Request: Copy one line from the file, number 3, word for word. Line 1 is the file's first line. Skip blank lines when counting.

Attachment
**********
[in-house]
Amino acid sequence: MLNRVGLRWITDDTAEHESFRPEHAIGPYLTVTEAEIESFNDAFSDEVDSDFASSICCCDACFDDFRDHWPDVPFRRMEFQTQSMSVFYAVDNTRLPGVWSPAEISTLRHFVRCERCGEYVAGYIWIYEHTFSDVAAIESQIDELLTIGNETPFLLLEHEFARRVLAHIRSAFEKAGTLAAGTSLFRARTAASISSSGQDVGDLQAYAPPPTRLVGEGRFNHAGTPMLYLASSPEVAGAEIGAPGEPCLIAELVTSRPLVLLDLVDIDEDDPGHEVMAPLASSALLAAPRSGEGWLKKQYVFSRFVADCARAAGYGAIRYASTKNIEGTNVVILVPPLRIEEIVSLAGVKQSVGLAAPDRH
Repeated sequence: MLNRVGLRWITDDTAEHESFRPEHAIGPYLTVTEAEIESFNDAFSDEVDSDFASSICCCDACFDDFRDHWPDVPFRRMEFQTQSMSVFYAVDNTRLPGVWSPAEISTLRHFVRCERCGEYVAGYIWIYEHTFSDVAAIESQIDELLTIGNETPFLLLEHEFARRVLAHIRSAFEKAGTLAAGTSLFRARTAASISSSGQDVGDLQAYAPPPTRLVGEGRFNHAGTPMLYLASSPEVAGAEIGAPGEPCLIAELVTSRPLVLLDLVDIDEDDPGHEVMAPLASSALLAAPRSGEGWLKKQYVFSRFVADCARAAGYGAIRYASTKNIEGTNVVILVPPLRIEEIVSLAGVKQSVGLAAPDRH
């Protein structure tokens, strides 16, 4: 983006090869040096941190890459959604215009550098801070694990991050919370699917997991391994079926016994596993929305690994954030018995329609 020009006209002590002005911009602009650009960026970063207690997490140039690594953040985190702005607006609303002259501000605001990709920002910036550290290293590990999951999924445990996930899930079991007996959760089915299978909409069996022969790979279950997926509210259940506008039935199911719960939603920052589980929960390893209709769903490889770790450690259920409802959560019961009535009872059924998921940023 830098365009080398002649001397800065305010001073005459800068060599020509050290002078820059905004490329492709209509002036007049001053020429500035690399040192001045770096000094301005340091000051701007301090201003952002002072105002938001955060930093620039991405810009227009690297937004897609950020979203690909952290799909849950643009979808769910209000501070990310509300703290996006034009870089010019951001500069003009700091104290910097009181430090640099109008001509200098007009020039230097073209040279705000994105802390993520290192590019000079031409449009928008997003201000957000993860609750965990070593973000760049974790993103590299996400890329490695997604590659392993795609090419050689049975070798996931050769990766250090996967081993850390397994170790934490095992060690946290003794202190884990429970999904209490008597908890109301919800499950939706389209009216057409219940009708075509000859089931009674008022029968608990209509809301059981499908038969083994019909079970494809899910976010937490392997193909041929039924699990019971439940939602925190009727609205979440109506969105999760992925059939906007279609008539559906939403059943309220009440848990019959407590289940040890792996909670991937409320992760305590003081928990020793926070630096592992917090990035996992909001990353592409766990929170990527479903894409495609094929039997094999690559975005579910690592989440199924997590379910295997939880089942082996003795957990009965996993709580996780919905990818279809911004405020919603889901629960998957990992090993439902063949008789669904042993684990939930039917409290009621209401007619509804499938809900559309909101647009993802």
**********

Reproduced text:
Repeated sequence: MLNRVGLRWITDDTAEHESFRPEHAIGPYLTVTEAEIESFNDAFSDEVDSDFASSICCCDACFDDFRDHWPDVPFRRMEFQTQSMSVFYAVDNTRLPGVWSPAEISTLRHFVRCERCGEYVAGYIWIYEHTFSDVAAIESQIDELLTIGNETPFLLLEHEFARRVLAHIRSAFEKAGTLAAGTSLFRARTAASISSSGQDVGDLQAYAPPPTRLVGEGRFNHAGTPMLYLASSPEVAGAEIGAPGEPCLIAELVTSRPLVLLDLVDIDEDDPGHEVMAPLASSALLAAPRSGEGWLKKQYVFSRFVADCARAAGYGAIRYASTKNIEGTNVVILVPPLRIEEIVSLAGVKQSVGLAAPDRH